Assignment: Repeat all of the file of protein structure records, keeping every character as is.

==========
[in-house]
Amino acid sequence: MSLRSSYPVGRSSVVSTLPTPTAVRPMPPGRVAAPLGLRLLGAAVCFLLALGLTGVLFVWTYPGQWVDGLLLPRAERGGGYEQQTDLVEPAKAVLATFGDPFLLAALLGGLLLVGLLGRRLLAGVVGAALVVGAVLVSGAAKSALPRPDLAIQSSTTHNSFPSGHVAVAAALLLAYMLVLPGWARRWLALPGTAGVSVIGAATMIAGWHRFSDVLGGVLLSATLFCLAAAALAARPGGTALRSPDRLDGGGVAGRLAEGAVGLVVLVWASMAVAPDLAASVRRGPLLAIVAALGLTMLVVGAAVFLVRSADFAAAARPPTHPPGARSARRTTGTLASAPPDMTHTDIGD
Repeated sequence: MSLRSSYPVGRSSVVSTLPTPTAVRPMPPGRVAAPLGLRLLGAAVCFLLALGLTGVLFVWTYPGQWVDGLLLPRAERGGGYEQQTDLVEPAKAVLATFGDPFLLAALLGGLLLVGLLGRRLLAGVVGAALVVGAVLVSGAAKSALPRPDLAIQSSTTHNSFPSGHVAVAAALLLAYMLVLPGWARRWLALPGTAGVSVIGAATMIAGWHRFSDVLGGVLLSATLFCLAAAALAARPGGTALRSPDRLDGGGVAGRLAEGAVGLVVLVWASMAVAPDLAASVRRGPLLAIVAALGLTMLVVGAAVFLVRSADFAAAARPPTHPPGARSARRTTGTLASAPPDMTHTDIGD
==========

[in-house]
Amino acid sequence: MSLRSSYPVGRSSVVSTLPTPTAVRPMPPGRVAAPLGLRLLGAAVCFLLALGLTGVLFVWTYPGQWVDGLLLPRAERGGGYEQQTDLVEPAKAVLATFGDPFLLAALLGGLLLVGLLGRRLLAGVVGAALVVGAVLVSGAAKSALPRPDLAIQSSTTHNSFPSGHVAVAAALLLAYMLVLPGWARRWLALPGTAGVSVIGAATMIAGWHRFSDVLGGVLLSATLFCLAAAALAARPGGTALRSPDRLDGGGVAGRLAEGAVGLVVLVWASMAVAPDLAASVRRGPLLAIVAALGLTMLVVGAAVFLVRSADFAAAARPPTHPPGARSARRTTGTLASAPPDMTHTDIGD
Repeated sequence: MSLRSSYPVGRSSVVSTLPTPTAVRPMPPGRVAAPLGLRLLGAAVCFLLALGLTGVLFVWTYPGQWVDGLLLPRAERGGGYEQQTDLVEPAKAVLATFGDPFLLAALLGGLLLVGLLGRRLLAGVVGAALVVGAVLVSGAAKSALPRPDLAIQSSTTHNSFPSGHVAVAAALLLAYMLVLPGWARRWLALPGTAGVSVIGAATMIAGWHRFSDVLGGVLLSATLFCLAAAALAARPGGTALRSPDRLDGGGVAGRLAEGAVGLVVLVWASMAVAPDLAASVRRGPLLAIVAALGLTMLVVGAAVFLVRSADFAAAARPPTHPPGARSARRTTGTLASAPPDMTHTDIGD